March means madness in college basketball. In horse racing, it means a mad scramble among 3-year-olds on the Kentucky Derby trail.
Seven weeks remain until the first leg of the Triple Crown, and the race is on to accumulate purse money from graded stakes. If more than 20 horses enter the May 2 Derby at Churchill Downs, then graded purse earnings will determine who gets in.
On Saturday, four graded stakes (Louisiana Derby, Rebel, San Felipe and Tampa Bay Derby) will buoy the winners’ Derby hopes and dash the dreams of most others. The importance of earning graded money has been magnified in recent years as many key contenders make fewer starts.
My top Derby colt, Patena, for example, has not raced in nine weeks and has only $20,000 in graded earnings from five career starts. If Patena wins the Louisiana Derby, he would earn $360,000 — a placing is worth $120,000. I’m guessing it will take about $200,000 to make the Derby field, so Patena is in nearly a must-win situation.
The scenario is more dire for a colt such as Dunkirk, who owns two impressive wins but no graded earnings. His next start is in two weeks in the $750,000 Florida Derby. Dunkirk must win that race because he has run out of time, while Patena could squeeze in another prep race if need be.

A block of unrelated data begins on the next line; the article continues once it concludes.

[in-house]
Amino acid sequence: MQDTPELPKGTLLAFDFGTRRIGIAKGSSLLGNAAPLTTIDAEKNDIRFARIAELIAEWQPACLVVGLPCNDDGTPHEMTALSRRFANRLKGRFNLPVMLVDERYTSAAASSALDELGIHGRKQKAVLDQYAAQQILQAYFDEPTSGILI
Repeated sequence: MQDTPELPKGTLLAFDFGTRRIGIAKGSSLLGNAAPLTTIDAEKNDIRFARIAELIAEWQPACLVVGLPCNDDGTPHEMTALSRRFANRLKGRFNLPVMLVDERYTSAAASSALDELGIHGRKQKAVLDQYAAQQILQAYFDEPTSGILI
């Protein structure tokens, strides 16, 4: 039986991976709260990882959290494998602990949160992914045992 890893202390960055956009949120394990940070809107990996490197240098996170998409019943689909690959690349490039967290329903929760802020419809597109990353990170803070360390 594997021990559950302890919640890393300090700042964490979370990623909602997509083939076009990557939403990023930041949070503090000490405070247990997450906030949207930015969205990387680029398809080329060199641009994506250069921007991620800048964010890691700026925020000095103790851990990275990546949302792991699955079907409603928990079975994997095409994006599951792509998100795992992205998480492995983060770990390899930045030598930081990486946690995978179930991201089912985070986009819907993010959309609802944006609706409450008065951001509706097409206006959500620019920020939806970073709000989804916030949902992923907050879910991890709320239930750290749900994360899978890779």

Three of Saturday’s race favorites — Friesan Fire (Louisiana Derby), Old Fashioned (Rebel) and Pioneer of the Nile (San Felipe) — probably have enough graded earnings to make the Derby field. This takes pressure off their connections because an upset loss Saturday will not derail their Derby plans.
The most likely winner of a Saturday prep is Old Fashioned (Rebel). The Larry Jones trainee drew the advantageous rail at Oaklawn Park and has speed to protect his position. His jockey, Ramon Dominguez, is about as good as it gets.
The most intriguing long shot is Sumo (Tampa Bay Derby). He is by Fusaichi Pegasus, so distance is not a problem. Sumo ran second in the Sam F. Davis in a breakthrough race. The Graham Motion colt always has been highly regarded and finally might be getting it mentally.
• BIG ‘CAP, SMALL CROWD — A disappointing crowd of 31,496 attended Big ‘Cap Day on Saturday at Santa Anita Park. The track’s vice president of marketing, Allen Gutterman, remarked tongue in cheek, “The bankruptcy promotion didn’t work quite as well as Snow Day,” a popular promotion in which 200 tons of snow was placed in the infield.
Magna, which owns the Arcadia, Calif., track, filed for bankruptcy days before the Big ‘Cap card.
Richard Eng’s horse racing column is published Friday in the Las Vegas Review-Journal. He can be reached at firstname.lastname@example.org.